None of this is a criticism of REPs. These conflicts of interest are built into the system and are not character flaws. Biases may not even be conscious.
They are far from overtly abusive behavior, such as REPs saying that they “have a buyer” for the property in order to get a listing, only to later report that the buyer has “changed his mind.” (Look at promises skeptically. If the REP is arguing for a listing based on having a buyer, he/she should accept a listing limited to that buyer.)
None of these conflicts of interest necessarily affect the sales price. But they can. For example, in one case a seller’s REP who had two bids (on one property,) one of which was from a buyer who was not the REP’s client, did not present the seller with the outside bid, reasoning that it was lower, instead of setting up a “bidding war” which would have potentially driven the asking price higher.
The best you can do is to find a REP who is clearly looking to keep clients for the long term, who wants to educate you and not just process you, who is recommended by those whom you trust, and who appears to be successful enough personally not to be moved by financial conflicts of interest. Ask that REP to be specific about how the sales price was developed, and exactly what is the marketing plan.
Owners have a tendency to be influenced by factors the market cares little about. The most common is what the owner paid for the property. While your recent purchase of a finished home may be a good comparable, an owner who paid too much to build a home may not be rewarded. The market does not care what you paid.
Likewise, technologies that the owner installed, like wired-in intercoms, may have become obsolete. Or the market may not want to pay full price for a self-opening toilet. The unpredictability of how the market will respond to renovations suggests that they be made sparingly for the purpose of selling. Keep the price lower and let the buyer make the changes. (Interior décor and landscaping, by contrast, are often profitable improvements.)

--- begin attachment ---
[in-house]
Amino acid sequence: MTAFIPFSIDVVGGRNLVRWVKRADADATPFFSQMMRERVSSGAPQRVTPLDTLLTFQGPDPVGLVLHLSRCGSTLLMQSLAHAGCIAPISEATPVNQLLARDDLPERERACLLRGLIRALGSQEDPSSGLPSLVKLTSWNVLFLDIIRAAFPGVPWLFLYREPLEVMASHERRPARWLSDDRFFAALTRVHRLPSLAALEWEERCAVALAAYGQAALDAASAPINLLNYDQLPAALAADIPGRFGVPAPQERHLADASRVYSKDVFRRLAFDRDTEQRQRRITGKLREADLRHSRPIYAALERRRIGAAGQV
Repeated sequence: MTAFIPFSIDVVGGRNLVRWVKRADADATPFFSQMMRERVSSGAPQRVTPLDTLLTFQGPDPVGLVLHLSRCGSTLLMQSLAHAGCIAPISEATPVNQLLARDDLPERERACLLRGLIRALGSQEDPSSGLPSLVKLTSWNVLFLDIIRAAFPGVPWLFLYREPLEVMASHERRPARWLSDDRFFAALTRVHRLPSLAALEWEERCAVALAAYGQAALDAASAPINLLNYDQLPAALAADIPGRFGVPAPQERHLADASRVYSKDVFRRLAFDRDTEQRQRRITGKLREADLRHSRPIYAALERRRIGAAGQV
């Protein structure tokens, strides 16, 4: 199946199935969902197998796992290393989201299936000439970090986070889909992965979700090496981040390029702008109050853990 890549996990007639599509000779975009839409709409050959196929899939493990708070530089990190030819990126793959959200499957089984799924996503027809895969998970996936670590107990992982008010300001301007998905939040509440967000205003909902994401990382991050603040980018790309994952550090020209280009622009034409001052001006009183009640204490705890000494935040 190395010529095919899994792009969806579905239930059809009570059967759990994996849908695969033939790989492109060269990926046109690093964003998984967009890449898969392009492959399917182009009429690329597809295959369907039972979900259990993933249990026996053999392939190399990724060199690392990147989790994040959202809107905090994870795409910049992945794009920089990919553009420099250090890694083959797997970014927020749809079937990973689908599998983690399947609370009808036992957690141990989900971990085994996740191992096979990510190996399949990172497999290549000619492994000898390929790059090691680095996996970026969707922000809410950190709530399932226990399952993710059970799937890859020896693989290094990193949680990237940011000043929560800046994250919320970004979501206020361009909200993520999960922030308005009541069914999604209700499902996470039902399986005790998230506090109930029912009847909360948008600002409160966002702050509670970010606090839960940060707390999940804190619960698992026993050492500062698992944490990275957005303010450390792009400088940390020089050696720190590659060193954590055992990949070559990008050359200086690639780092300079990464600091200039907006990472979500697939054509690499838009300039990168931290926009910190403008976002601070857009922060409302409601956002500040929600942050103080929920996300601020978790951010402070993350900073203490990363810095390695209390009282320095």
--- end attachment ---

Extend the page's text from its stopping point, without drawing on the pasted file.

Another bias is that, particularly in close-knit communities like those on Roatan, owners may feel social pressure to give their listing to a friend who has a license, regardless of whether the friend is the best positioned to market and get the highest price for the property. But as pointed out above, the choice of a REP has many consequences. This is an important business decision that affects your family’s future, and you need to treat it like one. Your friend does.
A final bias of owners is over-optimism. Sellers hate the idea of pricing the property too low, knowing they cannot later go up unless there is a “bidding war.” And they tend to compensate by starting at an over-optimistic high price, thinking they can then incrementally lower it. This is a recipe for a property going stale on the market. A property should be priced to sell.
As you have seen, what a property is “worth” is not a fact, it is a prediction. To be accurate and not just a self-fulfilling prophesy, setting a sales price requires bringing together a mix of history, forecasting, strategy, and intuition. It requires understanding the needs and interests of the parties and the local and larger markets. Setting a value is a deeply strategic task, whose accuracy will then depend on the ability and determination of the REP to make it happen. If you would like a no-obligation consultation about what your home is worth, or advice on what you can buy on Roatan at your price point, call me at +(504) 9836-8630 or send an e-mail to Anna@LuxRoatanRealEstate.com.